The course will focus on questions of how the local, regional, national and EU-level administration creates different kinds of borders; how these borders and local land use systems create different landscapes and, reversely, how landscapes have an active role in the constitution of different kinds of borders. Both borders but also landscapes will be studied from different viewpoints and from within different kinds of frameworks: physical, historical, political, cultural and human geographical approaches will inform the exact study questions. Such an interdisciplinary approach is needed in order to understand the holistic nature of landscape.
The course aims to strengthen students’ knowledge of the ways of using the concept of landscape as a theoretical tool in research, focusing on geographical border questions. Special attention will be paid to the use of methods from both landscape ecology and cultural landscape studies, and including a regional-geographical perspective (including the use of Geographical Information Science – GIS) that will create a unified landscape course. After the course students will have a better understanding of the complexity of the concept of landscape and better facility to study different landscapes. The students also will have a vision of how the concept of landscape can be used as a tool of the local, regional and national environmental and land use planning and governance in different countries, and the importance of national borders in creating these special landscapes.
Over the three years, three different case regions will be studied: in 2013 the course will take place in Catalonia (the border region between Spain, France and Andorra), in 2014 in Poland (the border region between Poland and Germany) and in 2015 in Finland (the border region between Finland and Russia). This choice of research areas, affected by national administrative borders, is not arbitrary, because historical, social, political and cultural factors continue to influence significantly perceptions of these borderland landscapes.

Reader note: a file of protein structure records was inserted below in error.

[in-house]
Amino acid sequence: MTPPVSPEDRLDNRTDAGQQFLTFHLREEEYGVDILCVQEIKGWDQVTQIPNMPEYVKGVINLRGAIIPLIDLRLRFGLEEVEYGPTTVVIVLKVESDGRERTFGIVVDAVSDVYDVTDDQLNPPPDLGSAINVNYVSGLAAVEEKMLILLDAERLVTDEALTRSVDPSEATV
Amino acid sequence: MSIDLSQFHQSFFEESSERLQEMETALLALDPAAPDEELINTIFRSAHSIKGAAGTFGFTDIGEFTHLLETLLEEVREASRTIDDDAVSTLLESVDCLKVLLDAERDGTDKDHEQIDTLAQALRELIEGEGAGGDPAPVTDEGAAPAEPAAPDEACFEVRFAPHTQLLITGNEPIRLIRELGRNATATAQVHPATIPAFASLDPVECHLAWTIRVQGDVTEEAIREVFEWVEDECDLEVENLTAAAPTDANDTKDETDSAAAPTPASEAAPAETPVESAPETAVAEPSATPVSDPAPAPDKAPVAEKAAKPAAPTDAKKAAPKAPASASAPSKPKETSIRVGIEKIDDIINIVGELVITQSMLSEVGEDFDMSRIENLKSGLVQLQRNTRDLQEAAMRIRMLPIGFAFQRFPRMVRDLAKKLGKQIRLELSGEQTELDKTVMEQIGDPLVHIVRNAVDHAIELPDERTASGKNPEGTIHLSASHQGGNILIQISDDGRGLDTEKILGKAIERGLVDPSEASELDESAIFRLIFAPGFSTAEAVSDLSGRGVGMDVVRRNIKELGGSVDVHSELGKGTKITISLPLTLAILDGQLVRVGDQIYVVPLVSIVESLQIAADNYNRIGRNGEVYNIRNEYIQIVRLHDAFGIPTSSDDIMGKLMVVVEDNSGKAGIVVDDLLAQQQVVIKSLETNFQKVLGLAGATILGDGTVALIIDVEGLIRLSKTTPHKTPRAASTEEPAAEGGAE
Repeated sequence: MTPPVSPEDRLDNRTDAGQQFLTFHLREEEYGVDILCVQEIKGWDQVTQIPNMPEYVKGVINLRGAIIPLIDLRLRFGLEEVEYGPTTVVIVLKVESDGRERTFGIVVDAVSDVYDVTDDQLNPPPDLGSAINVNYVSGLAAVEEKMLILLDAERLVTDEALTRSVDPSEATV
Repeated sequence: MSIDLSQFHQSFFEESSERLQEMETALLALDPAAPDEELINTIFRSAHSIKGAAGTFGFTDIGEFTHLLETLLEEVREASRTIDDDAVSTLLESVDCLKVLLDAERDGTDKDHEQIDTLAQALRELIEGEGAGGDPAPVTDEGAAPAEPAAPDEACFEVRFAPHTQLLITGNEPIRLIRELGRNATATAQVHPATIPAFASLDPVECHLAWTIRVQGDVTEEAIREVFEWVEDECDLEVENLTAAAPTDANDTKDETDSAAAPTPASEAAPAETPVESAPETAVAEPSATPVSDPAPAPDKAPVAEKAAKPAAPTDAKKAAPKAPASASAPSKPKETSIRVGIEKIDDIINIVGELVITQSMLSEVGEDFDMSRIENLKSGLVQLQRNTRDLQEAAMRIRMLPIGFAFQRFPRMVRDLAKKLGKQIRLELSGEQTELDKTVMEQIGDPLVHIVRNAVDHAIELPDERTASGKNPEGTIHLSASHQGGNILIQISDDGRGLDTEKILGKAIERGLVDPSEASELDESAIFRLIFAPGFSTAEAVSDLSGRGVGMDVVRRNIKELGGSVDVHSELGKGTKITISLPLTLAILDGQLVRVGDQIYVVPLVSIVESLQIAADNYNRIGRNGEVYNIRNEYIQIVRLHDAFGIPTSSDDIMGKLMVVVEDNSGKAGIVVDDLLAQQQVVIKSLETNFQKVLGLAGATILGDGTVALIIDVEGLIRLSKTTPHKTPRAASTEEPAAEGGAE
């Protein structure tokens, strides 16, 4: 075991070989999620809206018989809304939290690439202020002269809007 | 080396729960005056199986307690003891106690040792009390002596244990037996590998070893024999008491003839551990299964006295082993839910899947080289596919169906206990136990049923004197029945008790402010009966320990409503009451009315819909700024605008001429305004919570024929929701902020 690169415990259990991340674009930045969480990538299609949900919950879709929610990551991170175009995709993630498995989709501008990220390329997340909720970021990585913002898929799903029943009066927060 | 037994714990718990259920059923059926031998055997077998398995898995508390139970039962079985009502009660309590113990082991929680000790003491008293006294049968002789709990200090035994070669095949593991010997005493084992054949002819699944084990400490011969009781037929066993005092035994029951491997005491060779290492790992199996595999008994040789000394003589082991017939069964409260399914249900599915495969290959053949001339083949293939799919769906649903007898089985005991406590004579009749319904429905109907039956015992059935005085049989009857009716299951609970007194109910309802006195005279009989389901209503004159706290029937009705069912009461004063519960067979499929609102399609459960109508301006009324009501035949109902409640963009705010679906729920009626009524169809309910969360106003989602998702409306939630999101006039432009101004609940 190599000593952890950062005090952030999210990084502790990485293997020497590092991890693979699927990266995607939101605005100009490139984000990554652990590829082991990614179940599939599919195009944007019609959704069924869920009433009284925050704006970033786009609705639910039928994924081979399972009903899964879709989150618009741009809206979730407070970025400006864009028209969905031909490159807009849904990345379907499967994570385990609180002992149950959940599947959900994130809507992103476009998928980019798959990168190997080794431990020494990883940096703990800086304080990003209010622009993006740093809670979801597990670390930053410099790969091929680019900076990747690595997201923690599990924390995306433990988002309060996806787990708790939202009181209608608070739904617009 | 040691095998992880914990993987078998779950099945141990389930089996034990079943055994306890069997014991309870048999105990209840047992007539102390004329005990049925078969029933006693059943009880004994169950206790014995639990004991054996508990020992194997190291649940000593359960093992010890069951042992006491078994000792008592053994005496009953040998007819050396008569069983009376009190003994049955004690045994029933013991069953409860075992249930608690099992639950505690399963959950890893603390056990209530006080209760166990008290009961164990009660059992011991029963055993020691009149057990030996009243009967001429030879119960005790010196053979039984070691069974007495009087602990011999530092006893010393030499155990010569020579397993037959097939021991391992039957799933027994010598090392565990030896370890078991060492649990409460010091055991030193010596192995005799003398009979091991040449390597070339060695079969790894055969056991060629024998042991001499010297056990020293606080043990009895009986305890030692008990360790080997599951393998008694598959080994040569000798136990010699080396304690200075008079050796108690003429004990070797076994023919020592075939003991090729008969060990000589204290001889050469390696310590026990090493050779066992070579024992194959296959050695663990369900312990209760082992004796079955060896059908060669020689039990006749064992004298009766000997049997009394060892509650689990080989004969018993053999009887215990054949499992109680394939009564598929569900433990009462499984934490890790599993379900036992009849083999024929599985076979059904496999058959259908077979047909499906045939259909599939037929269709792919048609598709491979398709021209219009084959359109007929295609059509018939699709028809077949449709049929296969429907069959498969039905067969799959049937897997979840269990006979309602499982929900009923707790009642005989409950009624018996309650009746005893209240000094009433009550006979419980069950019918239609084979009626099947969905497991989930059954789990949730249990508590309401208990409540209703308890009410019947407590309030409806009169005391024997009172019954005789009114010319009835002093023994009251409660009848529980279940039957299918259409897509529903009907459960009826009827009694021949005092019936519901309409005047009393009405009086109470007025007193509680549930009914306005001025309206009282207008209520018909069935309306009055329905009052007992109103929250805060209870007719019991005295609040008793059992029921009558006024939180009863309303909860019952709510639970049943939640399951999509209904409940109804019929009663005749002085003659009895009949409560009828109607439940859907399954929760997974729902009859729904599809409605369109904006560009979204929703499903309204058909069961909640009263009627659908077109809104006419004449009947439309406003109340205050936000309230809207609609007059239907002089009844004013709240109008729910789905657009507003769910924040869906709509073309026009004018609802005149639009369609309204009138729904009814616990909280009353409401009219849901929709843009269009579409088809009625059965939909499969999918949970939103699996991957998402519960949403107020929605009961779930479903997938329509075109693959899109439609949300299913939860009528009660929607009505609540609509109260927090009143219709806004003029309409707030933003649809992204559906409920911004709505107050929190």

The course will be offered for second cycle (MA) students from the University of Eastern Finland and Adam Mickiewicz University and for students at the end of the first cycle (BA) at the University of Girona. The course will be worth of 6 ECTS and these credits will be recognised by each home institution. The course will include lectures, excursions, group work, discussions and meetings with regional planning organisations and public administrations, and will conclude with a final seminar. After the course ends, students will finalise group reports that will be published on special web-pages created for the project. The reports will be also sent to possible partners and concerned actors, such as the Regional Council of North Karelia in Finland, Comunitat de Treball dels Pirineus and Euroregió Pirineus Mediterrànea in Spain, Municipal Office in Slubice, District Office in Slubice and Lubuski Provincial Office in Poland.